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Charles Poulsen

Poulsen, who died at the age of 89, was, at various times, a fur-nailer, taxi-driver, fireman, sub-­editor, novelist, dramatist, historian and poet, but his greatest achievements were as an autobiographer and lecturer.
 
He was born in Stepney, east London, the son of Russian Jewish immigrants born October 15 1911. The profits of his father's photo­graphy business were barely sufficient only to support two adults and four children, and the family lived in two rooms in bitter poverty.
 
Poulsen was educated at Old Montague Street elementary school, which he left before he was 14. Three-­quarters of the boys were Jew­ish, and the rest were divided between Catholics and Protes­tants. To solve this delicate problem, the headmaster murmured a prayer, which no one could overhear, and set the boys to sing, instead of a hymn, a chorus from Gilbert and Sullivan, for whose work Charles retained a lifelong affection.
 
After leaving school, he had a number of "boys" jobs until he became a fur nailer, with alternate periods of overwork and unemployment. Tiring of this, he passed the Knowledge of London Tests and became a taxi-driver in 1935. Having thus acquired an extensive knowledge of London, he set out to educate himself. At Stepney public library, he acquired an encyclopedic knowledge of Dickens. At the Old Vic, he learned to appre­ciate Shakespeare. His love of classical music was also kindled by hearing Beethoven at Circle House, the leftwing educational centre, near Aldgate.
 
In 1930, he joined the Young Communist League and then the CPGB, which he stayed in until dissolution. As a young man, he rejected his parents' orthodox Judaism, while re­taining his respect for their way of life. He was a founder-member of the League of Militant God­less, on the Soviet model, which briefly existed in the early 1930s. In later years, he adopted a more tolerant attitude towards religion.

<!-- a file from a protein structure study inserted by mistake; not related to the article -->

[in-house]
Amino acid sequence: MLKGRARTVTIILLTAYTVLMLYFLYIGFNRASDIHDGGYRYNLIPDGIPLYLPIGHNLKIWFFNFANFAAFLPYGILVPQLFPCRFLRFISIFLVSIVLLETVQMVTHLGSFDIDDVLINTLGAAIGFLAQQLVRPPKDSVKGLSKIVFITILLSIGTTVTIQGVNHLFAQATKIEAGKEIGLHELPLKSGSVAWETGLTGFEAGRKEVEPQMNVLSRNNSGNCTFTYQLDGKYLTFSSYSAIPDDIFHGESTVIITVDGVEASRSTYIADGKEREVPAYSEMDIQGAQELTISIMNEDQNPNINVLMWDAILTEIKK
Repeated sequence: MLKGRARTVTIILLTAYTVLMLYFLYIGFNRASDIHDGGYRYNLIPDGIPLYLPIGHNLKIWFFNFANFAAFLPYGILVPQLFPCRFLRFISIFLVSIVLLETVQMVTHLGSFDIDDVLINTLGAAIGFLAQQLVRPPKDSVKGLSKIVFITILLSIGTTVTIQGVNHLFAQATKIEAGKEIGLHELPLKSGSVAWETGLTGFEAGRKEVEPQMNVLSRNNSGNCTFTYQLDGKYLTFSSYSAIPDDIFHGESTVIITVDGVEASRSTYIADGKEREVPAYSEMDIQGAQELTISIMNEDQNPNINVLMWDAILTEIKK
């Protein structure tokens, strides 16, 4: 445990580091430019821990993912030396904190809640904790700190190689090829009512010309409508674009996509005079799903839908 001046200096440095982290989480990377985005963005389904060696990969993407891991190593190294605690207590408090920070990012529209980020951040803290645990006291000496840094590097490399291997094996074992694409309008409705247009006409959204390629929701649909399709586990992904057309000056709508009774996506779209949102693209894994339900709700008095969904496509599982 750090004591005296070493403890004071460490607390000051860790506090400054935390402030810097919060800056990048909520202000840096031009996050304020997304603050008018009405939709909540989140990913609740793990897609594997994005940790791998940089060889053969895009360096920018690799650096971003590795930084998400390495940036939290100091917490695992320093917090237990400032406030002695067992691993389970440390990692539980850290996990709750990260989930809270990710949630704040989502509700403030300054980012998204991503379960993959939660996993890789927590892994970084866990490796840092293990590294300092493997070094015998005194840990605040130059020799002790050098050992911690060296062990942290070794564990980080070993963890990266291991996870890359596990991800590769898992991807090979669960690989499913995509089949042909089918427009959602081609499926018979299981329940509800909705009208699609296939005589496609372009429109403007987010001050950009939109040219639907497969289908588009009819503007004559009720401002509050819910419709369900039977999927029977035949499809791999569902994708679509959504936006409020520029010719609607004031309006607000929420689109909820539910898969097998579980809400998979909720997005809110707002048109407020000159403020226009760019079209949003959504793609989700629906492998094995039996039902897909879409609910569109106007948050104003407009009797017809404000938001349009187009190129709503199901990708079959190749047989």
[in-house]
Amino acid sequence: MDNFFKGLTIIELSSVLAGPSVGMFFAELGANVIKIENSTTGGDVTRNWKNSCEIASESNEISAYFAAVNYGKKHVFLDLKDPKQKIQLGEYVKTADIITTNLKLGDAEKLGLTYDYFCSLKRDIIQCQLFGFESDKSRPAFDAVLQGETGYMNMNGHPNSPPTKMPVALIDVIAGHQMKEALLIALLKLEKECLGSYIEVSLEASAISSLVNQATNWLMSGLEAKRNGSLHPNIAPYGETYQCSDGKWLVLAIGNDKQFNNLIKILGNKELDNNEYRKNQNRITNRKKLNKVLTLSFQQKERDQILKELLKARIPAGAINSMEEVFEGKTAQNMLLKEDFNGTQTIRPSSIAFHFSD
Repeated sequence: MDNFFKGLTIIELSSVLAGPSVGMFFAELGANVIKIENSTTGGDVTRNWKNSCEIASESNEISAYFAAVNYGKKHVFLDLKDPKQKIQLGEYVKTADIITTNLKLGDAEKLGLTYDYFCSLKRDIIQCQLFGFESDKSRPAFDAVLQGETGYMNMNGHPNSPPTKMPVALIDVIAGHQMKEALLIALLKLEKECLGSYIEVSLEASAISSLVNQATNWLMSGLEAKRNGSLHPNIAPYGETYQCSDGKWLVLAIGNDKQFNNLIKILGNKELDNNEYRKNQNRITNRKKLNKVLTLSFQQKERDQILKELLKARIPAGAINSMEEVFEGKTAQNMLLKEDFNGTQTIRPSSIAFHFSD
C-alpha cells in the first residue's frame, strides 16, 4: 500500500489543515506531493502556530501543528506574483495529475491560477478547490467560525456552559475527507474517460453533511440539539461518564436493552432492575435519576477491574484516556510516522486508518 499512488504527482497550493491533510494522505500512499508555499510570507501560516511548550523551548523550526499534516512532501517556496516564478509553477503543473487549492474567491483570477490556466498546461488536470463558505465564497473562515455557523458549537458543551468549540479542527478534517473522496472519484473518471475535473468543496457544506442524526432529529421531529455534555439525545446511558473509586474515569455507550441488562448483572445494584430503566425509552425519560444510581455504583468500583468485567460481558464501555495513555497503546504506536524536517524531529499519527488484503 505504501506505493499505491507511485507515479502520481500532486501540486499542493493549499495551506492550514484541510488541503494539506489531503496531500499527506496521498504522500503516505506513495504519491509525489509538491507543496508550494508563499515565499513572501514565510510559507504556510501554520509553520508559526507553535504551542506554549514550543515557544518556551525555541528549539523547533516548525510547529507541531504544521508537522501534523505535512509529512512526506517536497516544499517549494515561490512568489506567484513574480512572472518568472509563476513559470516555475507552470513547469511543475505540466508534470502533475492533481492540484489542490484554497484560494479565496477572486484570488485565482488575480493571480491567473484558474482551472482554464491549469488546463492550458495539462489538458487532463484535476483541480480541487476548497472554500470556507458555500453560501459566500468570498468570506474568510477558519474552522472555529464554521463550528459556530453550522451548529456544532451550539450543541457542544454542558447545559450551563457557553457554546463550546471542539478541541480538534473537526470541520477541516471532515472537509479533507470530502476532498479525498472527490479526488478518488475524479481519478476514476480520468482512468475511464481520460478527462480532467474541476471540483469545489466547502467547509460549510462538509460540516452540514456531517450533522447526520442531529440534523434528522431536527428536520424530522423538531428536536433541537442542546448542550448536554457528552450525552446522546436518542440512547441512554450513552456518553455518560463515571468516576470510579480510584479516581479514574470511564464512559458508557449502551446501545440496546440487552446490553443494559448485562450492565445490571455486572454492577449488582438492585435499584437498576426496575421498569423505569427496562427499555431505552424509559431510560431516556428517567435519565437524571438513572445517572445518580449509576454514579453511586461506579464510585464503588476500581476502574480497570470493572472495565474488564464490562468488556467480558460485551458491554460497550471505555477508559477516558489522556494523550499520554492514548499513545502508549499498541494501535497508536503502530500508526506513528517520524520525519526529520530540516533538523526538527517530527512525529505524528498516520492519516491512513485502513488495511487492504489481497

Poulsen was on the barri­cades in Cable Street. He vol­unteered as a fireman from the outbreak of war, served through the blitz and East Anglia and, in 1944, accompanied the allied inva­sion force in the Fire Service's Overseas Column. A political argument with another fireman inspired him to write English Episode (1946), a novel about the peas­ants' revolt of1381, which was translated into Russian and Polish. He worked as a make-up man and caption writer on popular educational books, before returning to the cab trade. The Word Of A King, his own dramatised version of English Episode, was produced by the Unity theatre in 1951. Through Unity, Charles met his wife Edith, an Austrian­ Jewish widow who had escaped with her daughter from wartime Vienna. They married in 1949. Edith shared Charles's political ideals and intellec­tual interests.
 
Following demobilisation Charles worked for some years as an editorial assistant, sub-editor and staff writer on several encyclopaedias and works of popular education, but in 1950 returned thankfully to the security of the cab trade.
 
He found his real voca­tion in the 1960s, when he began conducting highly popular evening classes on London history - including local and national history, architecture, litera­ture, and biography - at WalthamForest and Ching­ford, Essex. He continued with these for 20 years, when old age forced him to discontinue them. In this period, he wrote three more books; Victoria Park (1976), a study of East End history, The English Rebels (1984), and Scenes From A Stepney Youth (1988). He died on September 30th 2001 at the age of 89.
 
Sources include: Guardian 14th December 2001